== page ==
So here’s the type of conversation that I think we should be having, when we talk about electoral reform in Canada. Not “which system more truly reflects the will of the people?” but rather “how do we feel about the appearance of a far-right anti-immigration party on the national scene?” and “do we think that would improve the quality of our national discourse?” In other words, I want to talk about the nitty-gritty, the scenarios, not some bogus democratic ‘principles’.
Which brings me to Donald Trump. Last month we had a day-long session with Pippa Norris at the School of Public Policy and Governance – she’s one of the leading experts on electoral systems and electoral reform. At one point during an in-house panel discussion she asked the group of assembled Canadians, “What exactly is the problem in the Canadian political system that you’re trying to fix with electoral reform?” The proponents of PR in the room (i.e. everyone but me) flailed around a bit, and conspicuously failed to come up with an answer. Listening to the unpersuasive responses, you could see her silently making up her mind, that electoral reform is not going to happen here. Why? Because it’s a solution looking for a problem.
To see what this means (i.e. “solution looking for a problem”) one need only compare the situation in Canada to that in the United States. If I was an American right now, I would be an enthusiastic supporter of electoral reform, with PR for Congress, and some kind of ranked ballot for President. Why? The number one pathology of FPTP is that is leads to convergence of the political system around two monolithic centrist parties (Duverger’s law). Right now, that is a huge problem in the United States, but not at all a problem in Canada. (That was the subtext of Norris’s question – given that Canada is not suffering from any of the major defects of FPTP, what’s the motivation to change it?)
If the past several months have taught us anything, it is that the United States should have 4 political parties right now, not 2. There is an obvious sense in which Sanders does not “belong” in the Democratic party, nor does Trump “belong” in the Republican party. In a flexible and responsive political system, both would have formed their own parties, so that there would now be both a “populist” left-wing and right-wing party in America. The majoritarian electoral system, however, penalizes this so heavily, that the representatives of these two populist insurgencies instead tried to “capture” the two more mainstream parties. The Democrats managed to beat this back, while the Republicans failed.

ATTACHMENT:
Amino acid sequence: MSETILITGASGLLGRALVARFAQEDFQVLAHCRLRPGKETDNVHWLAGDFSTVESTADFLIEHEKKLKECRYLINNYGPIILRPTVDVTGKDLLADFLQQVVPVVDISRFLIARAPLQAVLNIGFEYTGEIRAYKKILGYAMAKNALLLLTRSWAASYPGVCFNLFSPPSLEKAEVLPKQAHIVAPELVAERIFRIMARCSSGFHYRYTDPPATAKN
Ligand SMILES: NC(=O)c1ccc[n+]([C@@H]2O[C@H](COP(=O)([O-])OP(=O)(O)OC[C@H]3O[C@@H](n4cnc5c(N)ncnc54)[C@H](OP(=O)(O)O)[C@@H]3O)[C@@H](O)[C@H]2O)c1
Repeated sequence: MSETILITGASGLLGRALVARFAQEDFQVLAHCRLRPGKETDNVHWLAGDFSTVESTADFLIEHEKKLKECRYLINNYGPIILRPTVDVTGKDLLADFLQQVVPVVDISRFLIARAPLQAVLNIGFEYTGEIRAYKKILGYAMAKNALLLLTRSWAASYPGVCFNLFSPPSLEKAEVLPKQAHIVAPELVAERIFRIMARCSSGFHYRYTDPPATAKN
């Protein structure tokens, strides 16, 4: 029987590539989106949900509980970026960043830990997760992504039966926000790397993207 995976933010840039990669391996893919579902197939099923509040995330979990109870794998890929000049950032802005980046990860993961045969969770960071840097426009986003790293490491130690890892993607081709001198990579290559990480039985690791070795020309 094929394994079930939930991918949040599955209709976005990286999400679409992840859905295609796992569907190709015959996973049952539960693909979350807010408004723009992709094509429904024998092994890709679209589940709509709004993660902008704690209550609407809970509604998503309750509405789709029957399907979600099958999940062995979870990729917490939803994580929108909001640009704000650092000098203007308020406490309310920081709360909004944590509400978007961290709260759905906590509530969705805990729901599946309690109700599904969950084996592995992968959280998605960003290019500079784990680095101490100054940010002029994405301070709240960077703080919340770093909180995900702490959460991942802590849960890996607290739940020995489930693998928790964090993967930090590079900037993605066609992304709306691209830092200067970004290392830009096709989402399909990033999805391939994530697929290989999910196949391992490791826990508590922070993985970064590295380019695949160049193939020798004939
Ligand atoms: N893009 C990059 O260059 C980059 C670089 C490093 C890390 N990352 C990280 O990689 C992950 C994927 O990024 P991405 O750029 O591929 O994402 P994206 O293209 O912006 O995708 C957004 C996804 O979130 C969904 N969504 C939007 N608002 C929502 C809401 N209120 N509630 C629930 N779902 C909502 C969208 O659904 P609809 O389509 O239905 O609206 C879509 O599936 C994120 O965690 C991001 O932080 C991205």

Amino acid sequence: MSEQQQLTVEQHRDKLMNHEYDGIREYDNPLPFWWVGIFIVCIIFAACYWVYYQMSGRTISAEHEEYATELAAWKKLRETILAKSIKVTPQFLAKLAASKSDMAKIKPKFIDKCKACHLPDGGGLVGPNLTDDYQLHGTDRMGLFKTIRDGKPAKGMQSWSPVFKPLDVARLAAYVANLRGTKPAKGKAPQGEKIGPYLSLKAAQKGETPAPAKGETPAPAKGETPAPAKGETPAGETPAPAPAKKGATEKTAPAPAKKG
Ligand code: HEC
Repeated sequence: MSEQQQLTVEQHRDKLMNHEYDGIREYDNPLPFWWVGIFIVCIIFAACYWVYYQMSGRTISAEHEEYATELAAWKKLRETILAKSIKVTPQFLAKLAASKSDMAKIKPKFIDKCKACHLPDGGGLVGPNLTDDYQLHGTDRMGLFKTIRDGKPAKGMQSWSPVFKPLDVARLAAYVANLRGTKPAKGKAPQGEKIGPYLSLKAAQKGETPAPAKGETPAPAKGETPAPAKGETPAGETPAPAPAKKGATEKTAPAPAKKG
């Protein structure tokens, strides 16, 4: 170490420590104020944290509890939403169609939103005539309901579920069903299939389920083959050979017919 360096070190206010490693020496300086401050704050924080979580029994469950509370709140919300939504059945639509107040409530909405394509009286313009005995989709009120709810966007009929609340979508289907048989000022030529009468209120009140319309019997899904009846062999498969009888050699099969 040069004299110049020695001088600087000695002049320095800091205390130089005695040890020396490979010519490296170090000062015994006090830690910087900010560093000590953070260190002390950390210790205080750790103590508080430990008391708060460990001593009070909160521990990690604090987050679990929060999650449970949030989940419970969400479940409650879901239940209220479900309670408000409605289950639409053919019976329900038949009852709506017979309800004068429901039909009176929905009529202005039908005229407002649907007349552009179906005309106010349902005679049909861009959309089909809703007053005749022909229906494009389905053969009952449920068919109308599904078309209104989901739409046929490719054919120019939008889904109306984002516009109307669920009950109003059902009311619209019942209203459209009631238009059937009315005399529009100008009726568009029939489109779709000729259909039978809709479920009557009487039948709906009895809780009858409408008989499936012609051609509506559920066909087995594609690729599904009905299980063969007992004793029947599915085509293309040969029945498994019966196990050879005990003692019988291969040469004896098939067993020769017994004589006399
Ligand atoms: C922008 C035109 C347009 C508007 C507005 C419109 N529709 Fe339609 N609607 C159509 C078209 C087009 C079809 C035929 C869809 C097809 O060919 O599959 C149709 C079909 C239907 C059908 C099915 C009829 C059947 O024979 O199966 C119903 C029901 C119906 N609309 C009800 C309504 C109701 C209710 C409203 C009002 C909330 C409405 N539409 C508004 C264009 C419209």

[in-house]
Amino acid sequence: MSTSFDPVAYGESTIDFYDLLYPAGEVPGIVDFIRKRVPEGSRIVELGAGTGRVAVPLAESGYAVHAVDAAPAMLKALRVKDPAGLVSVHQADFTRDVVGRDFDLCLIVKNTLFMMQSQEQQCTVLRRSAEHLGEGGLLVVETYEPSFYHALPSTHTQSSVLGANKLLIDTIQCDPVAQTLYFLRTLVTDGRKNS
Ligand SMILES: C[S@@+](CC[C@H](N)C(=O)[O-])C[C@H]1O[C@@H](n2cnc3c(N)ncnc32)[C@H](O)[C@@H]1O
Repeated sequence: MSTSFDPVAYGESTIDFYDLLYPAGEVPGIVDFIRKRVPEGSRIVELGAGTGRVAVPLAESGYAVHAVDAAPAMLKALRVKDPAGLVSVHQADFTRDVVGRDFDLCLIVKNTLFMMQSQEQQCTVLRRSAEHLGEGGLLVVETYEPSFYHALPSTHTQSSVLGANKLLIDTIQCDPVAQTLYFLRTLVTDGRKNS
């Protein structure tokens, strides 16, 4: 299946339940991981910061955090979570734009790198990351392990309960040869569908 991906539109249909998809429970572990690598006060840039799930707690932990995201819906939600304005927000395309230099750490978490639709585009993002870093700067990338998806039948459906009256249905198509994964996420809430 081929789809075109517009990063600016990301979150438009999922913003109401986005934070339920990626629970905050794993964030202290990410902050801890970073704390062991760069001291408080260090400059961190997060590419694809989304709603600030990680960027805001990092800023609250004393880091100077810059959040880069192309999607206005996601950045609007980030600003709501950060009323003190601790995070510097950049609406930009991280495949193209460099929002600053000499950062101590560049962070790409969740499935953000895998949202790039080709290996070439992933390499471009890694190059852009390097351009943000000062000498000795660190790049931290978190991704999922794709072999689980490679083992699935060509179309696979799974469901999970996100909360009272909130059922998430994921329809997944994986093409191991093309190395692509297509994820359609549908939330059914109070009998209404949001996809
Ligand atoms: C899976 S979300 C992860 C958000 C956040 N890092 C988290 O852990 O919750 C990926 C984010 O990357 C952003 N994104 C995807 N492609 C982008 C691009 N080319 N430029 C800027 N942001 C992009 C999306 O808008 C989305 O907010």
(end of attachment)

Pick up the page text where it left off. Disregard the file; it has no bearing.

Now here’s the thing about the United States that I find so depressing. No one there is talking about electoral reform. Everyone is talking Trump, Trump, Trump, but no one is talking about making the sort of institutional changes that could easily prevent such an event from recurring. So here we are in Canada, having a serious (in the sense that we really might change things) but also frivolous (in the sense that there’s no real reason to change anything) debate about electoral reform, while in the United States, where they desperately, desperately need democratic reform, no one is even talking about it.
Any why are Americans not talking about it? (And I don’t just mean the media – even the university professors and political theorists, no one is talking about it.) Because they’ve already given up. They simply do not believe that their own institutions are reformable. If you ask political theorists about institutional reform – some of the smartest people in the country, who are paid to think about this for a living – the best they can come up with is some weaksauce response about campaign finance reform and gerrymandering. And yet, if even you got the right alignment of the stars to achieve reform on these two points, at best you would be rolling things back to the way there were maybe a decade or two ago. Nothing fundamental would change.
What America needs is a more fundamental change. The current discussion should not be about people, but about institutions. What about PR for Congress? Or how about a run-off election for President, like in France? Bold reforms like this would instantly change the political dynamic, and solve a huge number of problems.
But, of course, all of that is impossible. Everyone knows it.
What does it mean, however, to say, of the world’s leading democracy, that it is incapable of reforming its own institutions, in order to solve pressing problems? Think for a moment about how unique that is. What other democratic society is incapable of reform? Democracies reform their institutions all the time… except the United States.
And now, just as an exercise, consider how frivolous the current debate over electoral reform in Canada must seem, to an American. (If I were an American, I would be thinking to myself, “Jesus Christ, if I had a democracy that functioned as well as Canada’s, I wouldn’t change a thing…”)